El Chivito

El Chivito

El Chivito

There is something about writing the heading for a recipe in its native language. It adds an air of mystery, wonder and even credibility. It draws you in. You may not even be reading this if I simply wrote: Steak Sandwich with Ham, Cheese and Egg. Stay with me though, as this is no ordinary steak sandwich. This is El Chivito – the ultimate Uruguayan steak sandwich.

As with any steak sandwich, the chivito can be made in roughly two ways. You can buy the individual ingredients, cook what is required and assemble the sandwich. Alternatively you can lovingly make the ingredients (where applicable) and enjoy a wonderful treat. Granted, the second option takes a great deal more time and effort but it is worth every second. I homemade the bread following this recipe (excluding the poppy seeds). Instead of baking it in a loaf tin, I rolled the risen dough on my counter to make it the length of my widest baking tray before placing on the floured tray, covering with a tea towel to rise for an hour and baking at 190 deg (170 fan) for 25 minutes. When cooled, I cut it into 4 even baps.

I used this recipe for mayonnaise (leaving out the garlic and paprika) but I do have to confess to using shop bought ketchup – I don’t like ketchup so I felt no inclination to make it. If you would rather a quick and simple chivito, it is important to use good quality bread (ciabatta would be a good choice, or a Waterford Blaa would be perfect), excellent beef and good Buffalo Mozzarella.

Per Sandwich:

2 tbsp Extra Virgin Olive Oil
1 Bap, Ciabatta or Blaa (see above)
1 Minute Steak (or thin fillet steak, if you prefer)
1 thick slice of Tomato
1 slice of Prosciutto
2 tbsp Shredded Lettuce
2 thick slices of Buffalo Mozzarella Cheese (preferably Irish)
1 tbsp Butter
1 Free-Range Egg
1 tbsp Tomato Ketchup
1 tbsp Mayonnaise
Sea Salt and Freshly Ground Pepper

Two hours before making the chivito, remove the steaks from the fridge and place between two sheets of greaseproof paper. Bash evenly with a rolling pin to flatten. Season well with salt and pepper and let stand at room temperature until ready to cook.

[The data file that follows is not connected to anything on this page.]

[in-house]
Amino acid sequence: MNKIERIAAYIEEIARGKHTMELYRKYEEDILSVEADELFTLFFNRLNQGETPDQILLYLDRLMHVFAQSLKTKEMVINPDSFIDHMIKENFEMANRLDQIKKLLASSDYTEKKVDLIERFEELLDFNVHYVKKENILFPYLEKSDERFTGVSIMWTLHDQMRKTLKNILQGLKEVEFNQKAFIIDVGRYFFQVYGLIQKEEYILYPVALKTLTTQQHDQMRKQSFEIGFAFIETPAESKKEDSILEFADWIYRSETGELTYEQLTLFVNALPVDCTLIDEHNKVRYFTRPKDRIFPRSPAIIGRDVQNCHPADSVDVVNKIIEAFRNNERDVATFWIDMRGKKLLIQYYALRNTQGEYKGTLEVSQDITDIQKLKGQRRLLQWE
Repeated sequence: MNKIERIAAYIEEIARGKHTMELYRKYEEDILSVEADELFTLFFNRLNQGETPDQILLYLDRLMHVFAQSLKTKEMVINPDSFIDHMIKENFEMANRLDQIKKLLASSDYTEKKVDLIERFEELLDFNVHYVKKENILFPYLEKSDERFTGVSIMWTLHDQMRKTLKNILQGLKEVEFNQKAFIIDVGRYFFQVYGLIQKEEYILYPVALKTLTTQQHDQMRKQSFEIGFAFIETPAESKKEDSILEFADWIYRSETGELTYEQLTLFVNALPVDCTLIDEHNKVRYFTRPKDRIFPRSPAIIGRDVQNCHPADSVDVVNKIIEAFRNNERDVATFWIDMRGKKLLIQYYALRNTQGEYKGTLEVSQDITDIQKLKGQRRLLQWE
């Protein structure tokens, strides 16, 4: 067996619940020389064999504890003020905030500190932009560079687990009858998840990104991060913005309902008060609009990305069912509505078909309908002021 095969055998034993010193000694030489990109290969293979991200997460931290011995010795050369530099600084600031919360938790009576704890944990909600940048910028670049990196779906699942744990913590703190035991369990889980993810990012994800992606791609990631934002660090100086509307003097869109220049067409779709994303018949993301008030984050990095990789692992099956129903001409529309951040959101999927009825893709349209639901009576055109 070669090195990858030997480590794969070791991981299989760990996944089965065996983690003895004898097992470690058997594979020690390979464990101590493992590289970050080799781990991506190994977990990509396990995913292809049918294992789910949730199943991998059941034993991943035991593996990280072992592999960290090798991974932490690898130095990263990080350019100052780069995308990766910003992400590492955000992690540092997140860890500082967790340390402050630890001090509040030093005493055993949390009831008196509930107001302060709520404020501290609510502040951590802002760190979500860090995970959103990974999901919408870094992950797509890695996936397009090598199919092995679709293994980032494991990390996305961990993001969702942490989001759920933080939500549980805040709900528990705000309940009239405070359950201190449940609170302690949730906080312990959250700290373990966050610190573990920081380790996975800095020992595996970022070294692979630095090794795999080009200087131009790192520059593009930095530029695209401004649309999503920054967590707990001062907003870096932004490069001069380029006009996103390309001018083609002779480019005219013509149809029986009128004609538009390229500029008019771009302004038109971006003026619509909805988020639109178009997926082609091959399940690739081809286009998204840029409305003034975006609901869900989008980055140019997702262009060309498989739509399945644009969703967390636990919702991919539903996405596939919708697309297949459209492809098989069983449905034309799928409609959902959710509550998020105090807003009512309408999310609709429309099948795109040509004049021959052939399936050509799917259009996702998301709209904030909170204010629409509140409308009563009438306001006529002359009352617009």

Mix the mayo and ketchup together and set aside. Slice the mozzarella and season with a little salt, pepper and extra virgin olive oil. Let sit at room temperature.

When ready to cook, place the prosciutto onto a cold frying pan and set over a medium high heat. As soon as it begins to darken, remove from the pan and set aside. Allow the pan to heat up before adding the oil. Carefully place the steaks into the pan and don’t touch them for one minute. Turn the steaks, and cook on the other side for one minute also. Depending on how thin you bashed them, this should be enough to give you a rare steak.

Remove the steaks onto a plate and allow to rest. Remove the pan from the heat for a couple of minutes before adding the butter to it. Place over a low heat and gently fry the egg until the white is set but the yolk remains runny. Pre-heat your grill.

Assembly

Its time to assemble! Cut the bap in half and spread a tablespoon of the ketchup/mayo mix onto the top half and a tablespoon onto the bottom half. Place the steak on the bottom piece, followed by the lettuce, prosciutto, tomato and mozzarella. Put this under the hot grill until the mozzarella is melted and bubbly. Remove from the grill before putting the egg on top and finishing with the top of the bap.

I served this on its own and struggled to finish it.

El Chivito



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